On Being a Parent in Law School

Just before both of our first days of school. She started daycare, I started law school.

First days of school: daycare and law school.

In February, my daughter will turn two, so I’m thinking about her annual test of strength. This is a tradition we began on her first birthday, when she walked the last fifty meters up Peter’s Hill. A mentor of mine once told me he never understood why parents would give their child a car on their 16th birthday. He said it made more sense to give them a mountain to climb. The little one had only been walking for two months last February, so we went with the top of a hill instead of a mountain. But now that she runs and skips and climbs and emphatically stomps in puddles, the mountain doesn’t feel far off.

People often ask me what it’s like to have a kid while in law school. One obvious answer is that it places limits on my time. I am often a bit more sleep-deprived than my classmates and because of daycare drop-offs and pick-ups it’s difficult to participate in extra-curriculars. The time crunch can distract from both home life and school work. When I am in dad mode, I sometimes think about the fact that my classmates are likely reading case law while I’m reading Moo, Baa, La La La! for the 100th time.

But time is in limited supply for all of us and many law students face comparable obstacles to their studies. I have classmates working part-time jobs to finance their education, commuting long distances to avoid expensive housing, and performing the under-acknowledged labor of caring for family members who aren’t children. In one way or another, we are all forced to make choices in conditions not of our choosing. But because I chose to be a father, I try not to indulge in an unwarranted sense of self-pity. I’ve found that one way to do that is by appreciating what my daughter brings, not just to my overall life, but to my life as a student.

Study partners.

Study partners.

For example, in law school it’s easy to develop a dysfunctional relationship with time. But if you want to be reminded of the value of life lived in the present, spend time with a two-year-old. When my mind wanders to an upcoming exam or a legal memo, my daughter—at full volume—brings my attention right back to the Lego house we’re building or to the rock she found during our walk.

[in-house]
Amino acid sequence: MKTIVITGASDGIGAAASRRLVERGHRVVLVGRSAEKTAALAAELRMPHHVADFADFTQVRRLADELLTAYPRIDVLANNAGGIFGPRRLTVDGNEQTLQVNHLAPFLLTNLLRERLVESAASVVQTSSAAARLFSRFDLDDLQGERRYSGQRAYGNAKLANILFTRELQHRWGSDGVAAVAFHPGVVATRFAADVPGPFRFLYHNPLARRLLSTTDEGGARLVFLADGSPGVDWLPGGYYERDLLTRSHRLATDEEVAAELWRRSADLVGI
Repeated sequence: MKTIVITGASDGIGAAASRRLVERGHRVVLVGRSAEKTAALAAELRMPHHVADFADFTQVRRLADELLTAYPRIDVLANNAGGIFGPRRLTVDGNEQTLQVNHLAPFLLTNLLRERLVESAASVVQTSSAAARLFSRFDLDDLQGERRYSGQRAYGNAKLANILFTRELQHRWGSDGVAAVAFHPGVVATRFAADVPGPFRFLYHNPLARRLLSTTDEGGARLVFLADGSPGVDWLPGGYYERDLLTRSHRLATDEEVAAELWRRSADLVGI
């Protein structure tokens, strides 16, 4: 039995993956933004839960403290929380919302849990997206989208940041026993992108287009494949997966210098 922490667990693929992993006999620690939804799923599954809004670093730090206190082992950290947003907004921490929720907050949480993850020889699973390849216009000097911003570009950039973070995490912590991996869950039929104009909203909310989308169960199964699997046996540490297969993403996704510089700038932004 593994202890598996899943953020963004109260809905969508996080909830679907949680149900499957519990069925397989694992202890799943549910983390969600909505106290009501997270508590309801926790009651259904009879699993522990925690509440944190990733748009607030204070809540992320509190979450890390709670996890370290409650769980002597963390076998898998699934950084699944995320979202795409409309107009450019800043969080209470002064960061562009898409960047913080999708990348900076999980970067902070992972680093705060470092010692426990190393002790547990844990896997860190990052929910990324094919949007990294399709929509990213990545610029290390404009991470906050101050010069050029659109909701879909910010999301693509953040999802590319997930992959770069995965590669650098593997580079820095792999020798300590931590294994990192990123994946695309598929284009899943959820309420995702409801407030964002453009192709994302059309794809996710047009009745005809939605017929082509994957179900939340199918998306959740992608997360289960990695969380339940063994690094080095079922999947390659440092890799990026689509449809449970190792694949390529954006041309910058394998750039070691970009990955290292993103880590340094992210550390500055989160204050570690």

Similarly, she helps me to maintain a sense of perspective about what is within my control. When I take her to the bottom of the hill this February, it’s anyone’s guess whether she’ll be in the mood to walk up it. Whatever qualities I intend to instill in her—strength, self-reliance, perseverance—I can only lay them out in front of her as possibilities. I can’t choreograph her life for her. Kahlil Gibran put it this way:

You are the bows from which your children as

    living arrows are sent forth.

The archer sees the mark upon the path of the

    infinite, and He bends you with His might that

    His arrows may go swift and far.

Let your bending in the archer’s hand be for

    gladness;

For even as He loves the arrow that flies, so He

    loves also the bow that is stable.

That kind of stability requires humility, patience, and daily diligence coupled with long-term perspective. And even when you get all that right, as Gibran says, you still have to let go and watch your kid fly. You’re not in control. If his metaphor doesn’t work for you, just observe a two-year-old. No one and no thing instantiates this truth better than a strong-willed toddler.

Father-daughter collaboration.

Father-daughter collaboration.

Parents are not endowed with exceptional humility, patience, diligence, and perspective. We are, however, gifted with adorable, edifying embodiments of disorder. This combination of life circumstances—the demand that I be stable and the recurring reminder that I am not in control—is my daughter’s principal gift to me as a law student. Good education is profoundly disorienting and to get the most out of it, the qualities mentioned above are invaluable. But in today’s utilitarian environment, there is a focus on outcomes that are often beyond our control. Understanding this brings a kind of clarity.

I hope the little one charges up Peter’s Hill, confidently moves on to greater heights each year, and carries that strength with her in all aspects of life. Similarly, I hope law school positions me to effect the change that I envisioned when I decided to become a lawyer. But how those goals come into being is to a significant degree beyond my control. My daughter has taught me that, for the sake of stability as both a parent and a student, I might as well focus on what I can control: the humility, patience, diligence, and perspective necessary to each day.


Ian Ramsey-North

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